Mr. and Mrs. Landers work for the same company. The company lost a contract that caused the Landers to lose $1,500 per month in income. The reduction in income lasted three months and as a result caused the Landers to go into foreclosure and get behind on their utility bills. They had initiated a modification process for the mortgage but it had stalled. There was an imminent disconnection threat from Georgia Power and Atmos Energy. Funds from the Housing Stabilization program were utilized to pay the family’s delinquent utility bills. On their follow up Mrs. Landers said her loan has been taken over by Bank of America who had bought out her original mortgage holder, Franklin Mortgage. She said they were able to get a modification through Bank of America. She said the assistance from the Housing Stabilization made all the difference for her family. They are doing well now.
  It happens. Mr. Wilson was arrested after being pulled over on a routine traffic stop. He unfortunately had an outstanding warrant issued years ago but he knew nothing about it. He spent 30 days in jail, lost his newly acquired permanent job position, and got behind in all household expenses. Mr. and Mrs. Wilson have seven children. Mrs. Wilson is a work at home mom. When she learned of her husband’s arrest she was very concerned but had no resources to bail him out of jail. She managed to put off creditors as long as possible with the hope that he would be released before the family lost their housing. Her landlord was sympathetic but needed the rent money. He filed a dispossessory warrant, and because the Wilson’s didn’t have a legal reason for not paying, the judgment was in the landlord’s favor. An eviction order was issued. Mr. Wilson was released from jail and was referred by the Chaplin at the jail to come to HRN for help upon his release. He was bonded by the Department of Labor and was reinstated by his employer. He however would not be able to earn enough money in time to stop the eviction. The Housing Stabilization program funds were used to relocate the family and help get their utilities transferred. Mr. Wilson has satisfied the court, is back at work and is doing well at his job. The family of nine never had to enter the shelter system or separate the children over several households, which were the options they were faced with had the assistance not been available through the Housing Stabilization program.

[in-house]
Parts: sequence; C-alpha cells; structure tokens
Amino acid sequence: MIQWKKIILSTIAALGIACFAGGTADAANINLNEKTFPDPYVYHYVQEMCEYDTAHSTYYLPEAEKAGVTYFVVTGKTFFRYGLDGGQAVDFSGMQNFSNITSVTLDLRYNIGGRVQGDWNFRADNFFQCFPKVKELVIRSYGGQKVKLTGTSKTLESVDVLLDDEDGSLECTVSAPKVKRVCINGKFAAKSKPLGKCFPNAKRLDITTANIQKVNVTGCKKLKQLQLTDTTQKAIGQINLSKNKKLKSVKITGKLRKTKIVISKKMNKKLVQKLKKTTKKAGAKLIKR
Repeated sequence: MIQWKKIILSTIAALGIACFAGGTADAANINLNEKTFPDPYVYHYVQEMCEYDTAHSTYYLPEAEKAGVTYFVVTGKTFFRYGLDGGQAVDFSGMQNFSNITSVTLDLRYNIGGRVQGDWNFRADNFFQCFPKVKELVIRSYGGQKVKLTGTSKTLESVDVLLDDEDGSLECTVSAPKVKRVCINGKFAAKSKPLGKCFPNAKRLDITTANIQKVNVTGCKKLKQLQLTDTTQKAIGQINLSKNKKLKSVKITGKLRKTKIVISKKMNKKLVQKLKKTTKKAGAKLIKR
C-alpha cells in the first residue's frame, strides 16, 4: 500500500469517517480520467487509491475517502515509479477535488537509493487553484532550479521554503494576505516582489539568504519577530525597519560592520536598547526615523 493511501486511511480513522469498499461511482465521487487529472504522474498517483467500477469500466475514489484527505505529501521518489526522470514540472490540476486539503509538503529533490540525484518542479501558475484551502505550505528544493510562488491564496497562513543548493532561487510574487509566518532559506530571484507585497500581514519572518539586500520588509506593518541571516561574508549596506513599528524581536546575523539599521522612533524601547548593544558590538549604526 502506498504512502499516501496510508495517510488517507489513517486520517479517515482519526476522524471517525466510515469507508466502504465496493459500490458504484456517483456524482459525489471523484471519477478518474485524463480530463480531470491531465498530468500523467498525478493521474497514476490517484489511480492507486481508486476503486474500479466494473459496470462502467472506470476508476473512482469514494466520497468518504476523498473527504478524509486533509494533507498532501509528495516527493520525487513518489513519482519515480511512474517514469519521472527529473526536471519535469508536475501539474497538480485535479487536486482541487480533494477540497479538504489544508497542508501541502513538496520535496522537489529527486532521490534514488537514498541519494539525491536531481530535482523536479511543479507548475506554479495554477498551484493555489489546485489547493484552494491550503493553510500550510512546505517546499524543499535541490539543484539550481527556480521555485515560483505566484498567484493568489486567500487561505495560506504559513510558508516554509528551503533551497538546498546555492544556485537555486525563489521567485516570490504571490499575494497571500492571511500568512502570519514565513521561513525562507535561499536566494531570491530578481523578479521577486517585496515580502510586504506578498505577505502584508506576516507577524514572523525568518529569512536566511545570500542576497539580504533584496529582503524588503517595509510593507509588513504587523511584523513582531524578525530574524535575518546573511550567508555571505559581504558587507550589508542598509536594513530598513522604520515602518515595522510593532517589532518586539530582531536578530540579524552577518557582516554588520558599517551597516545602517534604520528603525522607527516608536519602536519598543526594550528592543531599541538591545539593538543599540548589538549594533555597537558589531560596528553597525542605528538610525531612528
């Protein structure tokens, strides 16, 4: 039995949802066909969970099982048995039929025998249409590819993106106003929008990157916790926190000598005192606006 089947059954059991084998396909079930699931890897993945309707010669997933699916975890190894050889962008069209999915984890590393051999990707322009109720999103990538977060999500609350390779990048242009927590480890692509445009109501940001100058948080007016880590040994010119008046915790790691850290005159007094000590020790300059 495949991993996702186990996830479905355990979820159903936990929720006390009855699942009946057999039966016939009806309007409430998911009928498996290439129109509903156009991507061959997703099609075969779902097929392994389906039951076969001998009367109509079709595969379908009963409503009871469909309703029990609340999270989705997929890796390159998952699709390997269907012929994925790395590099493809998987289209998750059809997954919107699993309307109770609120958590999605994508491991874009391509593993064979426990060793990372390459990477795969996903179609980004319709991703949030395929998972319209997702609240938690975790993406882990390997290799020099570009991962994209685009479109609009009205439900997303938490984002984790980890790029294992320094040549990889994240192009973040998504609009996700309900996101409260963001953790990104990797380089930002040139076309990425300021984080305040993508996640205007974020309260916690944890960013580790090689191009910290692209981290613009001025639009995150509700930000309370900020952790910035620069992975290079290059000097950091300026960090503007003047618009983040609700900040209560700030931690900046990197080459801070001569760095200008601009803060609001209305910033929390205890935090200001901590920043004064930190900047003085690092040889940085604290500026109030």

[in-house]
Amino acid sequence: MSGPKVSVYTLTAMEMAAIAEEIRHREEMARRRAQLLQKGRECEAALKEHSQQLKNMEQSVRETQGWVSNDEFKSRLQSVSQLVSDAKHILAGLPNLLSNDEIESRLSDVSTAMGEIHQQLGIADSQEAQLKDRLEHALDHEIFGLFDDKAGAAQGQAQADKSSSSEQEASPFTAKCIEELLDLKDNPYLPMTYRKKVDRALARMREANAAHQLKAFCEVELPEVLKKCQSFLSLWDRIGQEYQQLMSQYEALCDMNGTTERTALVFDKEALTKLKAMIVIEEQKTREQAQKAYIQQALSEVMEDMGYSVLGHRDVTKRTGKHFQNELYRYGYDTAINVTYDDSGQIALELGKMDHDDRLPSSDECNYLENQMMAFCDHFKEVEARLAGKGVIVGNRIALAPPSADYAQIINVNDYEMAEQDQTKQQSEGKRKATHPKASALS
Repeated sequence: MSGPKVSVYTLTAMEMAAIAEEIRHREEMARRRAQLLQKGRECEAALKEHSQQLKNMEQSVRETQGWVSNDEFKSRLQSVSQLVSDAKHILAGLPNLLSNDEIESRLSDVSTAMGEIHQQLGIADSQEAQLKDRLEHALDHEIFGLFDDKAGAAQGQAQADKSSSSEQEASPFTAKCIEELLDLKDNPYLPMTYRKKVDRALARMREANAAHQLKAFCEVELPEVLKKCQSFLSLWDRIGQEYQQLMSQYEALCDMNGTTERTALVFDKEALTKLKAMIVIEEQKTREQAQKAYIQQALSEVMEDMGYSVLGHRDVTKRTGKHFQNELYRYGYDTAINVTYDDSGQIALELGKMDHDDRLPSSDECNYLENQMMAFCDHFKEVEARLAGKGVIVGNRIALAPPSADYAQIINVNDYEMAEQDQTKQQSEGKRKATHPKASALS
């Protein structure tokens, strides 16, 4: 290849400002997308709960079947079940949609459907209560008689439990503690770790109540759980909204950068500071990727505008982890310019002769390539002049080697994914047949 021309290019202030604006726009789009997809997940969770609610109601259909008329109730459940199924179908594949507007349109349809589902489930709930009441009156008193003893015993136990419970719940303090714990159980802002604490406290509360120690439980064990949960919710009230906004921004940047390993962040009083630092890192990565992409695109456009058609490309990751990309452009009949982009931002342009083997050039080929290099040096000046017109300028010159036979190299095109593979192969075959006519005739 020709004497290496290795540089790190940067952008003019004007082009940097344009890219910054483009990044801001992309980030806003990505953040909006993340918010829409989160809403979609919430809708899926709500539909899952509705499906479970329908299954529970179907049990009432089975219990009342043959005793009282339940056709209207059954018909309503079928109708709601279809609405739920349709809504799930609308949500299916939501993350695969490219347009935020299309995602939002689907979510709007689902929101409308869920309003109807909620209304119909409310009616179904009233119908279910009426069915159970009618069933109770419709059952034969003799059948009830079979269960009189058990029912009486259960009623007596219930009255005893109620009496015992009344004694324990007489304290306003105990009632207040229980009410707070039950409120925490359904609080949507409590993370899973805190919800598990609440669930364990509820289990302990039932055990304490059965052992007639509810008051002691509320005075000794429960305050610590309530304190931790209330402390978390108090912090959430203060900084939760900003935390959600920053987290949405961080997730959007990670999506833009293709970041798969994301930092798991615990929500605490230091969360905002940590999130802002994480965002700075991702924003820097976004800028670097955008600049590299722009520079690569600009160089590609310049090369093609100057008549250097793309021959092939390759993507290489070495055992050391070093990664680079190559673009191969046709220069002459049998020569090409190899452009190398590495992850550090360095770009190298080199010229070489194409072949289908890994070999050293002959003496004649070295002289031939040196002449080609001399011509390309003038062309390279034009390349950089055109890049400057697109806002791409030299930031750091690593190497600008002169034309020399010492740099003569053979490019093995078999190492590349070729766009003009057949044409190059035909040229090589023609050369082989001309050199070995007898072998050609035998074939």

Bill and Pam’s family of four came to HRN by way of referral from Pastor John at Open Door.  They had recently relocated to Columbus from Buena Vista, Georgia.  Shortly after this the family lost their housing due to a catastrophic illness.  Pam’s mother was diagnosed with a very aggressive lung cancer.  The events and expenses surrounding her treatment and subsequent death led to the families homelessness. Pam and their ten year old twin girls were living at Damascus Way. Bill was living at Salvation Army and later moved to Valley Rescue Mission. They had to split up because there was no shelter available at the time for them as a family.  Damascus Way provides shelter for women and children only; Valley Rescue Mission and The Salvation Army provide shelter for men only. During the assessment and intake at HRN, the housing coordinator discovered Bill is HIV+ and was in need of being connected to health services.  The family became involved in counseling with New Horizons and A Better Way of Living Foundation self help support groups.   The family found it very challenging to locate affordable housing that was safe and adequate.  With help from HRN’s housing coordinator, the family was able to negotiate a lease with a landlord that would keep their housing cost at no more than 35% of their monthly income.  The family is now in a stable environment, the family’s income is stable. The girls are back in school and are doing well.